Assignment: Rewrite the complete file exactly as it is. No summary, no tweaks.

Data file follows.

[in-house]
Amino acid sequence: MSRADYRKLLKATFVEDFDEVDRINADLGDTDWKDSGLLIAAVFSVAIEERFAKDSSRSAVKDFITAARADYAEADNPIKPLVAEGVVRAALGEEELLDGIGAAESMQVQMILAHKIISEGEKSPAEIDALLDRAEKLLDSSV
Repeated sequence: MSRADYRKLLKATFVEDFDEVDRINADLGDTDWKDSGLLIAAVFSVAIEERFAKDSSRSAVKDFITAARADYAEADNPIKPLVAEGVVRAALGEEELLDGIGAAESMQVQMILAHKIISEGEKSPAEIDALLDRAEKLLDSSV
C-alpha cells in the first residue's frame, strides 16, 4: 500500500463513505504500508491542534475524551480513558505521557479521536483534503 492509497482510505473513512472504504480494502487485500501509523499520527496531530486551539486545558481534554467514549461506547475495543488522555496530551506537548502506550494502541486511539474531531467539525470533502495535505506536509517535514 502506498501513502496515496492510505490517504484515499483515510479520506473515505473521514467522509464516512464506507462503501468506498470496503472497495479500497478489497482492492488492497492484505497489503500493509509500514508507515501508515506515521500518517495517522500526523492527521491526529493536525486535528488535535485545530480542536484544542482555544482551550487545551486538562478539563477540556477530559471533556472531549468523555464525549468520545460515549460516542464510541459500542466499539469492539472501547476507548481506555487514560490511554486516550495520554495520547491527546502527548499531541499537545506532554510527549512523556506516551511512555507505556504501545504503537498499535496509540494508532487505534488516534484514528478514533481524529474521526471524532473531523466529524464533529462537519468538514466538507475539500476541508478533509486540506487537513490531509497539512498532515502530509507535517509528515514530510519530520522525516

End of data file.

[in-house]
Amino acid sequence: MSRADYRKLLKATFVEDFDEVDRINADLGDTDWKDSGLLIAAVFSVAIEERFAKDSSRSAVKDFITAARADYAEADNPIKPLVAEGVVRAALGEEELLDGIGAAESMQVQMILAHKIISEGEKSPAEIDALLDRAEKLLDSSV
Repeated sequence: MSRADYRKLLKATFVEDFDEVDRINADLGDTDWKDSGLLIAAVFSVAIEERFAKDSSRSAVKDFITAARADYAEADNPIKPLVAEGVVRAALGEEELLDGIGAAESMQVQMILAHKIISEGEKSPAEIDALLDRAEKLLDSSV
C-alpha cells in the first residue's frame, strides 16, 4: 500500500463513505504500508491542534475524551480513558505521557479521536483534503 492509497482510505473513512472504504480494502487485500501509523499520527496531530486551539486545558481534554467514549461506547475495543488522555496530551506537548502506550494502541486511539474531531467539525470533502495535505506536509517535514 502506498501513502496515496492510505490517504484515499483515510479520506473515505473521514467522509464516512464506507462503501468506498470496503472497495479500497478489497482492492488492497492484505497489503500493509509500514508507515501508515506515521500518517495517522500526523492527521491526529493536525486535528488535535485545530480542536484544542482555544482551550487545551486538562478539563477540556477530559471533556472531549468523555464525549468520545460515549460516542464510541459500542466499539469492539472501547476507548481506555487514560490511554486516550495520554495520547491527546502527548499531541499537545506532554510527549512523556506516551511512555507505556504501545504503537498499535496509540494508532487505534488516534484514528478514533481524529474521526471524532473531523466529524464533529462537519468538514466538507475539500476541508478533509486540506487537513490531509497539512498532515502530509507535517509528515514530510519530520522525516